This year for Christmas, I want you to do all the work and I will take all the credit.
Christmas lost some of its shine when I became the mother. Now I, too, was running the great Christmas Mother Marathon- in which I,the mother, do everything extra I would ever do in a year, in one month. And because it was in Christmas’ name, it has to be the best I can offer. My best decorating, gift giving, letter writing, party planning, discount shopping, community service, decorating, music making and baking. And do it with a smile & good cheer. Balance it with simplicity, generosity, and spirituality. Maintain the magic of Christmas morning but don’t give so much that you create materialism or entitlement. Contemplate giving water in Africa instead of stocking stuffers. Try getting it done before Thanksgiving. Don’t forget anyone. Above all don’t forget the reason of the season.
Right. If I wanted to celebrate Jesus’ birth, I would spend a sunny winter afternoon singing, dancing in the snow and sprinkling birdseed for the wild animals. Then I would go inside and kiss each one of my children and fix them hot chocolate. That’s it. Merry Christmas.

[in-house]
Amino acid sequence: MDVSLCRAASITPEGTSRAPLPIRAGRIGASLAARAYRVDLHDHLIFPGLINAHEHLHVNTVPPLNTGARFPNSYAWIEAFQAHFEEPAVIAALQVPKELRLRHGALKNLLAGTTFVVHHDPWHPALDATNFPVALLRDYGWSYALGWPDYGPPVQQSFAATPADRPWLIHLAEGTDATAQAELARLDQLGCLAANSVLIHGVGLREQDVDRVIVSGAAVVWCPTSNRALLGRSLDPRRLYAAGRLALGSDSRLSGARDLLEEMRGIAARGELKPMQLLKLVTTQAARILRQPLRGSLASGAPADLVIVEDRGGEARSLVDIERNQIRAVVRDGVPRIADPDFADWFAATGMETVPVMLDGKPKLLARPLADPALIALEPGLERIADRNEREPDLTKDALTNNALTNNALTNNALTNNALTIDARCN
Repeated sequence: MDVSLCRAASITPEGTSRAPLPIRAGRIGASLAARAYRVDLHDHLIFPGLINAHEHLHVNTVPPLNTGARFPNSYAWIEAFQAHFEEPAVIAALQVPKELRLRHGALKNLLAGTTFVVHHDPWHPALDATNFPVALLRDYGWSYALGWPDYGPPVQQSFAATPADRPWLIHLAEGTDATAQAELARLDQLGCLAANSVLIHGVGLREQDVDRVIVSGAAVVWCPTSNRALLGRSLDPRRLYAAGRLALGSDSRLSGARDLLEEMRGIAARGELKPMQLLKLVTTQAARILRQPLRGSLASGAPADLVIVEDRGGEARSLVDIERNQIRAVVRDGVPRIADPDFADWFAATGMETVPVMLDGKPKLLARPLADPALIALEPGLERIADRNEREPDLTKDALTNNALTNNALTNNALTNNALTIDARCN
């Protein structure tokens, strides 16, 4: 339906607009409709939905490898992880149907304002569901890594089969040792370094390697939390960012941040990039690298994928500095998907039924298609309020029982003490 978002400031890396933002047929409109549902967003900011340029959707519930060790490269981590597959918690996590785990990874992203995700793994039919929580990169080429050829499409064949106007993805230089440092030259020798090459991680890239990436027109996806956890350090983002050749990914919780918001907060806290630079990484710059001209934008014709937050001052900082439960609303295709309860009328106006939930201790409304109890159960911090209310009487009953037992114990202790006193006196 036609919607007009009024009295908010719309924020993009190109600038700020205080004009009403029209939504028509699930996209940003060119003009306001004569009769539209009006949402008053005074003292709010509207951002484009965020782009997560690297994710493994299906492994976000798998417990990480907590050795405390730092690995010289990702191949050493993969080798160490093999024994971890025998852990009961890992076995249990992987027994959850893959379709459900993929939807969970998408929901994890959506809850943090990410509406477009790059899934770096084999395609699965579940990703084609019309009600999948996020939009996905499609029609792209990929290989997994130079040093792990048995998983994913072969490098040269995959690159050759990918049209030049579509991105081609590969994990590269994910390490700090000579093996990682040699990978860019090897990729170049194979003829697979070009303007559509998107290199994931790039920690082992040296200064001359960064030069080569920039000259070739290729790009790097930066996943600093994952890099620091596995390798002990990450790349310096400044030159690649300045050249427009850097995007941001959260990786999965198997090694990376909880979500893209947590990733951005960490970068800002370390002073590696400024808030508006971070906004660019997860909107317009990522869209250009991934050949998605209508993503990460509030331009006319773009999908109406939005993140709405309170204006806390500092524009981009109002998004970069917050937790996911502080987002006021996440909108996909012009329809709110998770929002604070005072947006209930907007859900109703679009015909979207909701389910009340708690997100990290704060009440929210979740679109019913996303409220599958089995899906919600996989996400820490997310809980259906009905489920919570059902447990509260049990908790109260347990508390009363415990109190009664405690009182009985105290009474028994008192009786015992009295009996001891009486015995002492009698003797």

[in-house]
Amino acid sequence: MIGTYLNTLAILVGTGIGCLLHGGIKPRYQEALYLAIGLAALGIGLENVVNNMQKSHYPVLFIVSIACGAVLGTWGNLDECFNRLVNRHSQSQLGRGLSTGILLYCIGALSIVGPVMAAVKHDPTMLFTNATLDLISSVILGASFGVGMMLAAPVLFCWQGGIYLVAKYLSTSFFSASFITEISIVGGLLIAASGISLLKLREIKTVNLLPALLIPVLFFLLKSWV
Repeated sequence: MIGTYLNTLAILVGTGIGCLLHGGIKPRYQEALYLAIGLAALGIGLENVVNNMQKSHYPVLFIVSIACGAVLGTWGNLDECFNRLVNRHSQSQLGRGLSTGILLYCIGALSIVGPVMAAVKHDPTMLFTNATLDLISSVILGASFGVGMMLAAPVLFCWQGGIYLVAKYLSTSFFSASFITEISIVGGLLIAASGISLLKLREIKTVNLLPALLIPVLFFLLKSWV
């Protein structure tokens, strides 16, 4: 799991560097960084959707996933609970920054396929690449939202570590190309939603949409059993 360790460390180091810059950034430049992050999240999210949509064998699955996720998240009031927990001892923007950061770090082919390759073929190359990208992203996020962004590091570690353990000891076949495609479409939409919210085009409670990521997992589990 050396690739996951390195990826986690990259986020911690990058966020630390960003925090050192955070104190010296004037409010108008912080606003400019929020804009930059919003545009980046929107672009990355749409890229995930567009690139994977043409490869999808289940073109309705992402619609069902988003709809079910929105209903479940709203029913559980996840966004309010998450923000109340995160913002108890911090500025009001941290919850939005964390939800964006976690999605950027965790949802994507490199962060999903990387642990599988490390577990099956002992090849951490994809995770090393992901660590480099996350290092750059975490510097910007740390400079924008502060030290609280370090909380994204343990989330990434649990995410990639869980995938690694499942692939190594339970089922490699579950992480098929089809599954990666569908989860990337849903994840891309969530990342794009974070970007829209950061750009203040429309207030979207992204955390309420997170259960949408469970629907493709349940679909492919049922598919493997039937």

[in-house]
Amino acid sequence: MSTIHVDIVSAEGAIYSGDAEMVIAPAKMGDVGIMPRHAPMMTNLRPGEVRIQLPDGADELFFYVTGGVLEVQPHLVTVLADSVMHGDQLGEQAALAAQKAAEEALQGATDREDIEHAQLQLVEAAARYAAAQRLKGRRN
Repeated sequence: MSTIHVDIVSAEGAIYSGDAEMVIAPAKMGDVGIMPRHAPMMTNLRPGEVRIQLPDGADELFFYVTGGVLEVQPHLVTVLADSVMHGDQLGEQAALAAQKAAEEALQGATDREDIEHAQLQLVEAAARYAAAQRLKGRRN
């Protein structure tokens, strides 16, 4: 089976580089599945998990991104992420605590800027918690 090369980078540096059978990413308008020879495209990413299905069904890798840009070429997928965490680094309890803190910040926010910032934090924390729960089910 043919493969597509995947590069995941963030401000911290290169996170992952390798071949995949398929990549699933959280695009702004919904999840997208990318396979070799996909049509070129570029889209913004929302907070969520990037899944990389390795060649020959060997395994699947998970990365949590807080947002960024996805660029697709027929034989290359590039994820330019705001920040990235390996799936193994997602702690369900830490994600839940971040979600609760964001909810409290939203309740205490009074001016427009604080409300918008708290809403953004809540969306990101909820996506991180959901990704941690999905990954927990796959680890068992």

Then last year as I hobbled around cleaning up our post Christmas mess, I was evaluating my performance. I felt guilty. Although I had done everything I needed to, I hadn’t taken much time for the quiet spirituality that should be the hallmark of the season. I thought of everyone I had baked for, sung to, written to, bought gifts for, invited over and fed. I had over extended myself and I was relieved Christmas was over. I had probably failed the Christmas test by failing to simplify. The sun was shining through the windows. The light and the Spirit filled my heart and whispered those familiar words, “Inasmuch as ye have done it unto the least of these, ye have done it unto me”.
Those words filled my heart with peace. I had worked so hard and He had accepted my good intentions as a gift for Him after all.